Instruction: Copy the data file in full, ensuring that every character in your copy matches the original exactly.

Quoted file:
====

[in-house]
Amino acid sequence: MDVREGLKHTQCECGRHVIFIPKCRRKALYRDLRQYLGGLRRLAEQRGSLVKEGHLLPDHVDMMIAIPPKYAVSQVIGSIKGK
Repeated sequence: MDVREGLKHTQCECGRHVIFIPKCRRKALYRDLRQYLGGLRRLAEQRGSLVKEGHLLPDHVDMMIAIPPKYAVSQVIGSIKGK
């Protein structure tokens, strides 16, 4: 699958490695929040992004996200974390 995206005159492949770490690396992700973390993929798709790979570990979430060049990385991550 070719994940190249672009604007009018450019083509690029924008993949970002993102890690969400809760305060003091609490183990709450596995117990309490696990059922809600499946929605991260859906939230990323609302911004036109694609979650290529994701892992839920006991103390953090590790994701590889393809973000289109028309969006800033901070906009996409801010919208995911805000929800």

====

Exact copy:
[in-house]
Amino acid sequence: MDVREGLKHTQCECGRHVIFIPKCRRKALYRDLRQYLGGLRRLAEQRGSLVKEGHLLPDHVDMMIAIPPKYAVSQVIGSIKGK
Repeated sequence: MDVREGLKHTQCECGRHVIFIPKCRRKALYRDLRQYLGGLRRLAEQRGSLVKEGHLLPDHVDMMIAIPPKYAVSQVIGSIKGK
């Protein structure tokens, strides 16, 4: 699958490695929040992004996200974390 995206005159492949770490690396992700973390993929798709790979570990979430060049990385991550 070719994940190249672009604007009018450019083509690029924008993949970002993102890690969400809760305060003091609490183990709450596995117990309490696990059922809600499946929605991260859906939230990323609302911004036109694609979650290529994701892992839920006991103390953090590790994701590889393809973000289109028309969006800033901070906009996409801010919208995911805000929800």